Same-sex marriage is legal in the Mexican States of Mexico City, Quintana Roo, Coahuila and Chihuahua. Marriages performed in Mexico City are legally valid nation wide and must be accepted throughout the country.
Portugal legalised same-sex marriage in 2010 through a parliamentary vote, though shortly after, President Anibal Cavaco Silva issued a presidential veto, asking the Constitutional Court to review the vote.
The Court declared the law to be constitutionally valid, and the president signed it. Same-sex couples in Portugal do not yet have the right to adopt children.
Public opinion in Iceland had supported same-sex marriage long before it was legalized in 2010, and as such, it was passed in parliament with unanimous support.
One of the first people to marry under the new law was the country’s Prime Minister, Jóhanna Sigurðardóttir, who married her partner, Jónína Leósdóttir. Couples were already able to adopt, and had been able to register as domestic partners since 1996.
Argentina’s legislation for same-sex marriage only narrowly passed, though in 2010, they became the first country in Latin and South America allow it.
Under the law, same-sex couples have the same rights and responsibilities as heterosexual couples do, including the right to adopt children.
The law sparked huge controversy among Catholic and Protestant groups in the country, and there was vigorous opposition against it. Prior to the national law, a number of local jurisdictions had already been offering civil unions.
While Denmark passed same-sex marriage legislation in 2012, couples already had the right to register as partners and adopt children. In fact, they were the first country to allow same-sex couples to register as domestic partners in 1989.
After the bill was passed, Queen Margrethe II gave her royal assent. Under this law, the Evangelical Lutheran Church in Denmark must allow same-sex couples to marry in churches, however individual clergy may decline to officiate the ceremony if they wish.
While the Evangelical Lutheran Church is the State Church of Denmark, other religious groups are allowed to determine for themselves whether or not to allow same-sex weddings in their churches.
France’s move to legalize same-sex marriage and adoption in 2013, saw hundreds of thousands of protesters and counter-protesters take to the streets. It was immediately challenged it in court, however the Constitutional Council ruled that the bill was constitutional.
While opinion polls show that a majority of France supports the law, the opposition was intense, and since 2013, many anti-gay marriage protests have taken place.
Brazil was the first country in the world to legalise same-sex marriage not through legislation, but with a court ruling. Brazil’s National Council of Justice ruled that same-sex couples should not be denied marriage licenses, allowing same-sex marriages to begin nationwide.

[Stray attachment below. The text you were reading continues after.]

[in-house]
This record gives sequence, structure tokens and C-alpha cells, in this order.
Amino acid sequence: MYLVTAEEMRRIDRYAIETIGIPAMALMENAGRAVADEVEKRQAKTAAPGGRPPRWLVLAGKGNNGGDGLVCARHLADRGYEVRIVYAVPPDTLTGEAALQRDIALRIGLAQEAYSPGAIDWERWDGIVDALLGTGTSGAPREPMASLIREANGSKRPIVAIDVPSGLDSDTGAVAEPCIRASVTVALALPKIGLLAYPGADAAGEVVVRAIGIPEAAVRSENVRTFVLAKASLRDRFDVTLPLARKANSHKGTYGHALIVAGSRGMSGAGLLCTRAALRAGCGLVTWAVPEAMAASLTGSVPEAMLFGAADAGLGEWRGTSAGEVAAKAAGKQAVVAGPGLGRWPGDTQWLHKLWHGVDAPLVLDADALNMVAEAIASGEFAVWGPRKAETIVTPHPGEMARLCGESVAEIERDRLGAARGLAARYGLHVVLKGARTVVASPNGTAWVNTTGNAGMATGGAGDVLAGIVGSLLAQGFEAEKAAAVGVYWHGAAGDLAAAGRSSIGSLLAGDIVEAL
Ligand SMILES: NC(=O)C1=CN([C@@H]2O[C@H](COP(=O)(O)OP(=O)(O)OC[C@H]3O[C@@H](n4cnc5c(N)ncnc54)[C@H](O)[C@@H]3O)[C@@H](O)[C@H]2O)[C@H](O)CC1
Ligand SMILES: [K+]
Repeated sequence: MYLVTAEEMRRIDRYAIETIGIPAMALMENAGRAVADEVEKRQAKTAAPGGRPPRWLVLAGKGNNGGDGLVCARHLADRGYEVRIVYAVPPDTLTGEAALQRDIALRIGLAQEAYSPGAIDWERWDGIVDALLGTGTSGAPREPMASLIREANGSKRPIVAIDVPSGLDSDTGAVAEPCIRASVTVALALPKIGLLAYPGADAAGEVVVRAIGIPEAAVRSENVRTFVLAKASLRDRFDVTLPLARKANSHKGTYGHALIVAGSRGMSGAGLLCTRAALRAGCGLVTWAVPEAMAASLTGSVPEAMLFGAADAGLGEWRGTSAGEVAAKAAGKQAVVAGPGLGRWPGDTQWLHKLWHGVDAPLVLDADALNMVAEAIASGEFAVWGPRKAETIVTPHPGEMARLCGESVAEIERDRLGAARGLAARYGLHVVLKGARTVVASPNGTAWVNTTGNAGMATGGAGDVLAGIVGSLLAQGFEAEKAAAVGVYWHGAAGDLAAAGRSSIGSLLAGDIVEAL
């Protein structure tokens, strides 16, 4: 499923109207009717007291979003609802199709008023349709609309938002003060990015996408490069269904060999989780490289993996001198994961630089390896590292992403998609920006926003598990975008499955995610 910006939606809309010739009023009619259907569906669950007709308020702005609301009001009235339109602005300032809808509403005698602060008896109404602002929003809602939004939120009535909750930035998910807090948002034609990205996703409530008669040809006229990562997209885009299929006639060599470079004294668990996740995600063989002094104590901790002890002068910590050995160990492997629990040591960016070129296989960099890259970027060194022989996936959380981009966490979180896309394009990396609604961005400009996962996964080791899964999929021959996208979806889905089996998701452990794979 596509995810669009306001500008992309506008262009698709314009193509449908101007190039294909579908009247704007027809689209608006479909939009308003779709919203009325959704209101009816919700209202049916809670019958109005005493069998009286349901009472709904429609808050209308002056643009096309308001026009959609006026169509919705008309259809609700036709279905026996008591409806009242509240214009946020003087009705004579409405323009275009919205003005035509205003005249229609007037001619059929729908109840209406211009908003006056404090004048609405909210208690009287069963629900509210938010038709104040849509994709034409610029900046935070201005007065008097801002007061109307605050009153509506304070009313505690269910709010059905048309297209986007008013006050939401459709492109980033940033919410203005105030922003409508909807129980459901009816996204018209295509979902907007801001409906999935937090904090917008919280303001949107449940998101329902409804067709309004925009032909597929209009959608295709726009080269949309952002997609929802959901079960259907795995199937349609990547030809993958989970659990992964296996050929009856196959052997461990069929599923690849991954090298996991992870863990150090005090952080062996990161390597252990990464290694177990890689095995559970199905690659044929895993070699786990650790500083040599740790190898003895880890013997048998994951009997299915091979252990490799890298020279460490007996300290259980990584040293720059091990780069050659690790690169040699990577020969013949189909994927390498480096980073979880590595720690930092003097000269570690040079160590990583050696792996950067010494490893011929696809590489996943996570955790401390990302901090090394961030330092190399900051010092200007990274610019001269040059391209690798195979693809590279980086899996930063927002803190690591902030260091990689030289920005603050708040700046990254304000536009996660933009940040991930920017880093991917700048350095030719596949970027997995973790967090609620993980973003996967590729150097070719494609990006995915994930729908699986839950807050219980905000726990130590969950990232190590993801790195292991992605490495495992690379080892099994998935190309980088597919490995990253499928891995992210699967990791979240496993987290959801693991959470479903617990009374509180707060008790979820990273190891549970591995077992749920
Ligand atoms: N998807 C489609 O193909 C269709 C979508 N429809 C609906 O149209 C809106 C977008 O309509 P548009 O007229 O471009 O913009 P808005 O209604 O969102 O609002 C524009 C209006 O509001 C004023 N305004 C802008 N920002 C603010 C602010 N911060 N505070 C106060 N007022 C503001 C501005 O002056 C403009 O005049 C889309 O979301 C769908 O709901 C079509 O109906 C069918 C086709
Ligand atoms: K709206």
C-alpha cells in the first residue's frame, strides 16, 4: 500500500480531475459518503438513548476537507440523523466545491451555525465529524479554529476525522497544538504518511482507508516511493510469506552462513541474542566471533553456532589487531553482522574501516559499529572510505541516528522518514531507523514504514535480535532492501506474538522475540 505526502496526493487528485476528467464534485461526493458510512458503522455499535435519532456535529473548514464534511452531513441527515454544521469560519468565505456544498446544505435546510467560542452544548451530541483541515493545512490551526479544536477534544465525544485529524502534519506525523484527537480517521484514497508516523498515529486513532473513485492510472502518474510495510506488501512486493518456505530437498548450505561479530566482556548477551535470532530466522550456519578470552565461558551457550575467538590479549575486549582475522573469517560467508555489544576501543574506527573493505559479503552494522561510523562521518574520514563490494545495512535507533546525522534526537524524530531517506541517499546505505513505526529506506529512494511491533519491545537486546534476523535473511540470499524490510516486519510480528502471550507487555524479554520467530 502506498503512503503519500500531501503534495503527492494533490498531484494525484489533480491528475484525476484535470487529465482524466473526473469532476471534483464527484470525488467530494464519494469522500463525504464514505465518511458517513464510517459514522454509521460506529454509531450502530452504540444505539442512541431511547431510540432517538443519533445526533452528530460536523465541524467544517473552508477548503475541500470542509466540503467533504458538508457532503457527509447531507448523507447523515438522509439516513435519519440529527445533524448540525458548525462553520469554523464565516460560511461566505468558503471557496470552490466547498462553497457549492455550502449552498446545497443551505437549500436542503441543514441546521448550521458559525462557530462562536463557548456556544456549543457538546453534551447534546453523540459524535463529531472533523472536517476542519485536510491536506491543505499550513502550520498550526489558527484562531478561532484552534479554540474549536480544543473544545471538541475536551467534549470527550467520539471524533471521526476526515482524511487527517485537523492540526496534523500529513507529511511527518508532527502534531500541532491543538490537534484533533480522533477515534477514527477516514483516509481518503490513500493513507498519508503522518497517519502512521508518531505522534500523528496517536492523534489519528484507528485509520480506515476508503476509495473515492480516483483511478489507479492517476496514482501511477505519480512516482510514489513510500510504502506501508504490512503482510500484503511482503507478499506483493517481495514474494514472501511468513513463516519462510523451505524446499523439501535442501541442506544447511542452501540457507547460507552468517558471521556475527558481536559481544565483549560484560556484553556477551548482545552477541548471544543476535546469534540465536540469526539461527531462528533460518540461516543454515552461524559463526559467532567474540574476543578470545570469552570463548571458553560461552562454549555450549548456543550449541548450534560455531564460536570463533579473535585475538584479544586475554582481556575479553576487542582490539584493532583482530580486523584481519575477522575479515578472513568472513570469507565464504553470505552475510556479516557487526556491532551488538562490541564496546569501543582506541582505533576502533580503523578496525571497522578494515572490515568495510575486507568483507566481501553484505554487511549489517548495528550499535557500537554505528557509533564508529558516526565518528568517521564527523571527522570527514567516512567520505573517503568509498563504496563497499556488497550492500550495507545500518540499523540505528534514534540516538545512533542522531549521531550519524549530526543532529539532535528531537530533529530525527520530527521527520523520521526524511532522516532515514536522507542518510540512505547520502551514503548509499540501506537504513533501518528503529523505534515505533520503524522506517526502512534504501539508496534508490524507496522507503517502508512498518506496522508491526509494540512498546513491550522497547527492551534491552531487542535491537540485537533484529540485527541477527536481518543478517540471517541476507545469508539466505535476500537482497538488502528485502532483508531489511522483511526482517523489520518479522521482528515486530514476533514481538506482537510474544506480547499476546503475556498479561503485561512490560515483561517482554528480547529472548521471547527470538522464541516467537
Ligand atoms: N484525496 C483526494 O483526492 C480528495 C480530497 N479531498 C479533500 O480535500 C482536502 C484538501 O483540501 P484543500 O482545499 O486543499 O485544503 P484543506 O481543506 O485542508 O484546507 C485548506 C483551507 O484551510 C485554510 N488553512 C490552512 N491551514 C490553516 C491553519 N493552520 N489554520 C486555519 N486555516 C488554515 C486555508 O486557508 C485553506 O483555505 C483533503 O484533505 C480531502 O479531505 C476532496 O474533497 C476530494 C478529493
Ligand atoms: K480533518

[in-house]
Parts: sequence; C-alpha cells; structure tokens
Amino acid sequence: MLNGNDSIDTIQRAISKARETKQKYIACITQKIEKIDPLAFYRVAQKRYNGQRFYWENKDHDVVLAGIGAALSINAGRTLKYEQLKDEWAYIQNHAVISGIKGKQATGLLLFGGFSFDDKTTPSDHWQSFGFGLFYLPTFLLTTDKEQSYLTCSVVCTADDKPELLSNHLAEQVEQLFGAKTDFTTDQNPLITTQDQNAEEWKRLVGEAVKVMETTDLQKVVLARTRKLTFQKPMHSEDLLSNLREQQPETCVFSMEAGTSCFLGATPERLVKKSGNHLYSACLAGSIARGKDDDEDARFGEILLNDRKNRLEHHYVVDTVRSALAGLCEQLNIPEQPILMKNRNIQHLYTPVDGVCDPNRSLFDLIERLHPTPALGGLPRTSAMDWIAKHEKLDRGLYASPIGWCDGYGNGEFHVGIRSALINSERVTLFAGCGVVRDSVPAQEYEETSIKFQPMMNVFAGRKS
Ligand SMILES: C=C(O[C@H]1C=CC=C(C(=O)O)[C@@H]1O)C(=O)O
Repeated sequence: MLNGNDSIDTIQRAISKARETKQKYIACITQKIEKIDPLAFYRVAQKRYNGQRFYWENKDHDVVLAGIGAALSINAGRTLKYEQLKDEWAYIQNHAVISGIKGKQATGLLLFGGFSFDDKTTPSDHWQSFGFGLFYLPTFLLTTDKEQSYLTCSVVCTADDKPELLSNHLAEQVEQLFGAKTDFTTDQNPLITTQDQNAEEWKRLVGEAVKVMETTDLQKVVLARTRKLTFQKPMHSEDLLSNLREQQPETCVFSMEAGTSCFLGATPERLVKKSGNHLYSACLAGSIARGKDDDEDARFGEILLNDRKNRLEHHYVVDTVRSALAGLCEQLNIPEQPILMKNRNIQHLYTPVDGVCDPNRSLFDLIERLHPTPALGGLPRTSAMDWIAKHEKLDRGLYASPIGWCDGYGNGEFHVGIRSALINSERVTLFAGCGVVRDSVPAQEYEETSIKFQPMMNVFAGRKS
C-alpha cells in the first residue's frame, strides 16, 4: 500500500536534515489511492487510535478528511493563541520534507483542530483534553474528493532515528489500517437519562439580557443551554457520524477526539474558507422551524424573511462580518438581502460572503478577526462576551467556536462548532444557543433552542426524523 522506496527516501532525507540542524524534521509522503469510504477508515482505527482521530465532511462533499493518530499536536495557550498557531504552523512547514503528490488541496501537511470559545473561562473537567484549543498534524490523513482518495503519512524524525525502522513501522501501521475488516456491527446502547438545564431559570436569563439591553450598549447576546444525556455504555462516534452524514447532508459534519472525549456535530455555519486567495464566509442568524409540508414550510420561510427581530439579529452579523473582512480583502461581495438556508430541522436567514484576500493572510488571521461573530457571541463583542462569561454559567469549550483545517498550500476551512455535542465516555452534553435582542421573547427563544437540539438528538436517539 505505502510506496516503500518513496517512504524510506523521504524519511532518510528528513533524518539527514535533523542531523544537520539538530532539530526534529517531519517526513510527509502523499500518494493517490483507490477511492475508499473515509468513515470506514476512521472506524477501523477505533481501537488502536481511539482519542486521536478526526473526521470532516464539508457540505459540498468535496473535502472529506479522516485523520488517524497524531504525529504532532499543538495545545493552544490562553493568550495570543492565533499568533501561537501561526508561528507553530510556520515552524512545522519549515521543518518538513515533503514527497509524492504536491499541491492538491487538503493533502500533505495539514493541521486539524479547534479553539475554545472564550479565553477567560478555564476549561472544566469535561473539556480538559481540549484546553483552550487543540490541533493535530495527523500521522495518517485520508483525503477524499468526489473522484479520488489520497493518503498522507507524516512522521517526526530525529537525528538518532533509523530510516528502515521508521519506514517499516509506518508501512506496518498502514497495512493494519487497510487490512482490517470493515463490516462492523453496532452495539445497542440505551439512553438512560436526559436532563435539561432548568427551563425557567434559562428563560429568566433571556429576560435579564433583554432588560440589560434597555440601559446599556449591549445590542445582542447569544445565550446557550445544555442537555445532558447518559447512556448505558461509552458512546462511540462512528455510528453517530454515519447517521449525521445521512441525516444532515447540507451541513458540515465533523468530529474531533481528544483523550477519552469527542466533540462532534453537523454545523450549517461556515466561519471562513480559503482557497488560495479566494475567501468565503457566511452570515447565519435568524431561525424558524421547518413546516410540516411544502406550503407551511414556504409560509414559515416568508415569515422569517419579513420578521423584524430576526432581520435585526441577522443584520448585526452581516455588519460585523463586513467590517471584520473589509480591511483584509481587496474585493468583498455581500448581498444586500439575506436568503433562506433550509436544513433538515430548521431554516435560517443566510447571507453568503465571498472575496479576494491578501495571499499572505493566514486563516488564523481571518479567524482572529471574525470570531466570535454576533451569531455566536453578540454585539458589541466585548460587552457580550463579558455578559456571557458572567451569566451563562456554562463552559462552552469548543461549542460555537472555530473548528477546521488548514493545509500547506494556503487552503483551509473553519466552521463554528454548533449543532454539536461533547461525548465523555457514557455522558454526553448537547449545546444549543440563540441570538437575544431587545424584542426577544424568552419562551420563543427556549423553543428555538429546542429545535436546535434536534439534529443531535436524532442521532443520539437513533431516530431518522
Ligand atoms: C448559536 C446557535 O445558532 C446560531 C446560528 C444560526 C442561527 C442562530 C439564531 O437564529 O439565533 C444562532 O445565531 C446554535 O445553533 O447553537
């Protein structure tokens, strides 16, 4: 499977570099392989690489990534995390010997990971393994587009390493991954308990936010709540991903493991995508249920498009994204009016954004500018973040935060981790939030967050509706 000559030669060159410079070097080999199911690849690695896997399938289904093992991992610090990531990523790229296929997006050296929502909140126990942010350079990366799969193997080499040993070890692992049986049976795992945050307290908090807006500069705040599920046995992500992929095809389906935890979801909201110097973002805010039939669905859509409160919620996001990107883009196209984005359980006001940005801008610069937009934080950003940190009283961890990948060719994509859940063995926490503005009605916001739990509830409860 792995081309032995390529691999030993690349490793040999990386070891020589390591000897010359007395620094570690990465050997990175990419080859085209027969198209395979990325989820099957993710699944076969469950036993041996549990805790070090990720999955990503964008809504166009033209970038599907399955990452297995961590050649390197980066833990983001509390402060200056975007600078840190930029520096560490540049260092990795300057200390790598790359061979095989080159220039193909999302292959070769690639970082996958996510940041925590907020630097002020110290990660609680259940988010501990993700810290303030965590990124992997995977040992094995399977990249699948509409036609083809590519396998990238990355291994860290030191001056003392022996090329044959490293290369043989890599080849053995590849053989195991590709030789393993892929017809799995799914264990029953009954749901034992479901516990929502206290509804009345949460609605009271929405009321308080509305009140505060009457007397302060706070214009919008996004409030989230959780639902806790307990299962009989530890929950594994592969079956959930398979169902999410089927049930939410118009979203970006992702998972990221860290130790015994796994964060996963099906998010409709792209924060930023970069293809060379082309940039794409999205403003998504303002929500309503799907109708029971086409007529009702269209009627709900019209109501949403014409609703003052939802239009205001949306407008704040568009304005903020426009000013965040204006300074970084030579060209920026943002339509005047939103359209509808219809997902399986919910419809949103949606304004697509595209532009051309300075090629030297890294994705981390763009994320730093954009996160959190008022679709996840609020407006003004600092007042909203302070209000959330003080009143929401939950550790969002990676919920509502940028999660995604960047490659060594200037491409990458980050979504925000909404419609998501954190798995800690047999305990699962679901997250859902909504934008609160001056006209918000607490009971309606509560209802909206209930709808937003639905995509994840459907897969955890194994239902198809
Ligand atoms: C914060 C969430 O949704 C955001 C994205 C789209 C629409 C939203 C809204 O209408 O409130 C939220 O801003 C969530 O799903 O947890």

Prior to this ruling, around half of Brazil’s local jurisdictions had already allowed same-sex marriage, and Same-sex unions had been legally recognized since 2004.
Uruguay was the second country in Latin America to pass same-sex marriage legislation, a decision which was made with overwhelming support (Uruguay is among the most secular countries in Latin America).
Civil unions have been permitted in Uruguay since 2008, and couples were given the right to adopt in 2009. Uruguay was the first Latin American country to have a national civil union law.
New Zealand (2013)
New Zealand was the first country in the Asia Pacific to legalise same-sex marriage (civil unions have been available since 2005). Their parliament comfortably passed the law (77-44) in 2013 which also allows gay couples to adopt.
This law is only in regard to New Zealand proper – three other territories making up the Realm of New Zealand—the Cook Islands, Niue and Tokelau—do not perform or recognise same-sex marriage.
England and Wales (2014)
In 2013 British parliament passed a law which would legalise same-sex marriage in England and Wales the following year, and in 2014 the Scottish parliament passed a similar bill.
Northern Ireland had the opportunity to pass same-sex marriage legislation, however it was voted down and remains illegal. (Scotland and Northern Ireland are semi-autonomous and have separate legislative bodies to decide many domestic issues, including the definition of marriage.)
Queen Elizabeth II gave her “royal assent”, though the Church of England remains opposed to same-sex marriage, and are allowed to prohibit same-sex marriage weddings within the Church. That said, there is currently internal debate over the issue.
In 2015 Ireland became the first country to legalise same-sex marriage by popular vote via a referendum.
Despite being a Catholic country, 62% of Irish voters voted yes, to amend the Constitution of Ireland to say that “marriage may be contracted in accordance with law by two persons without distinction as to their sex.”